The efforts that KIPRC and the state have made to improve this data have led to crucial findings, including that Kentucky’s crisis isn’t one crisis, but many. Different parts of the state are afflicted with different drugs. Northern Kentucky, for example, has a high prevalence of heroin and fentanyl — a synthetic opioid that is more deadly than heroin and other types of opioids — while in the eastern part of the state, prescription opioids are still the main concern.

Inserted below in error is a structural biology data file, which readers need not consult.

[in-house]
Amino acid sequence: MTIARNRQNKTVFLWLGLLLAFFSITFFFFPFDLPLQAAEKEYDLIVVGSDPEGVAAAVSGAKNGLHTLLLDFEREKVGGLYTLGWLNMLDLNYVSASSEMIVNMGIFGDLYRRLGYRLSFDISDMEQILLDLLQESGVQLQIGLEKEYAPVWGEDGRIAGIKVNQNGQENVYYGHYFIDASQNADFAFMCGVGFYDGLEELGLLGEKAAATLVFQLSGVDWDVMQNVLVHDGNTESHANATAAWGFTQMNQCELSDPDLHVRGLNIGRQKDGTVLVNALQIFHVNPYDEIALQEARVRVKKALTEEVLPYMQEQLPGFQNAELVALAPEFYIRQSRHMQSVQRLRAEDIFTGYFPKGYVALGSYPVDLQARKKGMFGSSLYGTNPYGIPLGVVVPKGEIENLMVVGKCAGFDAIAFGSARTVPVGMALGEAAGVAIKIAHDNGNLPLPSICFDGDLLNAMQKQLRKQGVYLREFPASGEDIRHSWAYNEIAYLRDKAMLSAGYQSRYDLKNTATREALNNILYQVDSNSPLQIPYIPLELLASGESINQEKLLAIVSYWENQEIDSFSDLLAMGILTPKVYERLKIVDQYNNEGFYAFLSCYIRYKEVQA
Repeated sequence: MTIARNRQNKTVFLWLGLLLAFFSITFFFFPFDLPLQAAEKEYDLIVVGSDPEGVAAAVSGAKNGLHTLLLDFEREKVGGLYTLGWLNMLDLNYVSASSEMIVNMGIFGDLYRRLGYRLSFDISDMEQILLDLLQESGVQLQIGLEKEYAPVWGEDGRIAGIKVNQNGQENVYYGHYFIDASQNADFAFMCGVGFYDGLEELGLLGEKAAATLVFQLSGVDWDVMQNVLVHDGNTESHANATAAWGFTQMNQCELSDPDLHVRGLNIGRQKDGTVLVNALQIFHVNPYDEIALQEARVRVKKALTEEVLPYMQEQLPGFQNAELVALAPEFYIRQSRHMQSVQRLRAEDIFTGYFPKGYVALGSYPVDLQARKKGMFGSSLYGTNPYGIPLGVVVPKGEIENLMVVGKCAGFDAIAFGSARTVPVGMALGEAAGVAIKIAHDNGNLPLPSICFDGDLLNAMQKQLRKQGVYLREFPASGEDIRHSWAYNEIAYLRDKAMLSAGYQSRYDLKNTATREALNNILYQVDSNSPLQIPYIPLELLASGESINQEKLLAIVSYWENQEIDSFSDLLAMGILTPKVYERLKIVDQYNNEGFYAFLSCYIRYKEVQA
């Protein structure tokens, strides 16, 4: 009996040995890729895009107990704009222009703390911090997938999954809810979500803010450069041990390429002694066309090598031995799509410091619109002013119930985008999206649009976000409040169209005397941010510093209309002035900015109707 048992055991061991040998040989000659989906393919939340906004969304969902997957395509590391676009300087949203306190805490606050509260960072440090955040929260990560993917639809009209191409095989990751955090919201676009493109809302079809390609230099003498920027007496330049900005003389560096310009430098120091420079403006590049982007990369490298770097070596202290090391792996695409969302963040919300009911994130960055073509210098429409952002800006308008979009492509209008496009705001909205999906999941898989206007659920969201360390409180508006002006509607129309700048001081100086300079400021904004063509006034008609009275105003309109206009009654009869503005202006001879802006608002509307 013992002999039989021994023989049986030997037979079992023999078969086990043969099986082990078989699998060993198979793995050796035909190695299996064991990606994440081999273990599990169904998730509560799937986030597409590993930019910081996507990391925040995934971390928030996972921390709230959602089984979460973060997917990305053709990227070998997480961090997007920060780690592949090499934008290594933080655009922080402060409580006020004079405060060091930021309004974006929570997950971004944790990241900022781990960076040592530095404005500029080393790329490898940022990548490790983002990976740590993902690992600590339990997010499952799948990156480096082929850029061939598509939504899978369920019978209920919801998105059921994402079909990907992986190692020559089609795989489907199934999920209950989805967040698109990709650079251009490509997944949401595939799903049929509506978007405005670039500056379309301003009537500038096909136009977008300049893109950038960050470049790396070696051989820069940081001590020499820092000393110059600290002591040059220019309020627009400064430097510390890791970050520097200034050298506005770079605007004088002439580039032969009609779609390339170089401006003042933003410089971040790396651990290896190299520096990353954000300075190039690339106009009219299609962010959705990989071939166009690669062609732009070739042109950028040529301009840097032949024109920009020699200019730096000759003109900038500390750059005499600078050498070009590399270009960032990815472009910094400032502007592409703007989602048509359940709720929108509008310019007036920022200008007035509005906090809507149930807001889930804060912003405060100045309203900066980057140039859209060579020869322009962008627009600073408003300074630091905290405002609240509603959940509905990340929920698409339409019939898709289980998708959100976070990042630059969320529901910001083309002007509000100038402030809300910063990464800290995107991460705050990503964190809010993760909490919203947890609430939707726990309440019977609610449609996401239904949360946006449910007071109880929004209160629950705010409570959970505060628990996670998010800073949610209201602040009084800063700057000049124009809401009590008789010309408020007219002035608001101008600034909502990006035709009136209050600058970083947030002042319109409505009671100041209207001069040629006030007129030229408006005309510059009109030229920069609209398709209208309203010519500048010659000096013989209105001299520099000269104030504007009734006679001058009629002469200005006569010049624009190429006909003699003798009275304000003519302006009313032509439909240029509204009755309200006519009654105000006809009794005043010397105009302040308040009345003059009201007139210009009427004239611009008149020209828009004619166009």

To better understand what drugs were killing people and where, the center built a “drug overdose fatality surveillance system” (which goes by DOFSS) that combines several data sources, including death certificate information, post-mortem toxicology analysis and the prescription drug history of victims. “We’re not doing this for the sake of research,” said Svetla Slavova, a biostatistician working with KIPRC. “We provide actionable data for policymaking, treatment and prevention. We’re trying to be responsive and provide data that will help make these decisions.”